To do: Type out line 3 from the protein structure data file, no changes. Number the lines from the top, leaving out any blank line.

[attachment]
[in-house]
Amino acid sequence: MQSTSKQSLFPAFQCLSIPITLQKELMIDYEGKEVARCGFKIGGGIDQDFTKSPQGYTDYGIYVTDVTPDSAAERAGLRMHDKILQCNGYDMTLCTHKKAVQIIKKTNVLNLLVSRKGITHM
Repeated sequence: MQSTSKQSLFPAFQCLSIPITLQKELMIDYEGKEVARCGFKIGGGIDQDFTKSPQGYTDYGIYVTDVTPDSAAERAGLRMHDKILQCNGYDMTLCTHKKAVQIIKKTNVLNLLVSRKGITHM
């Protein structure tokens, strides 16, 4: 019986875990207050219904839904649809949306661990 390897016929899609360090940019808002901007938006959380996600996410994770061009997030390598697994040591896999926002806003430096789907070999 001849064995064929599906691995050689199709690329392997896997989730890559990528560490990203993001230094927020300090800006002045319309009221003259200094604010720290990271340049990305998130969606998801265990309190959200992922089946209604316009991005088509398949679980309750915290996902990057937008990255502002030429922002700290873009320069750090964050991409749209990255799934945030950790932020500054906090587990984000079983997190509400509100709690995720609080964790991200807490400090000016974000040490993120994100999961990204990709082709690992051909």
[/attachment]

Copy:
Repeated sequence: MQSTSKQSLFPAFQCLSIPITLQKELMIDYEGKEVARCGFKIGGGIDQDFTKSPQGYTDYGIYVTDVTPDSAAERAGLRMHDKILQCNGYDMTLCTHKKAVQIIKKTNVLNLLVSRKGITHM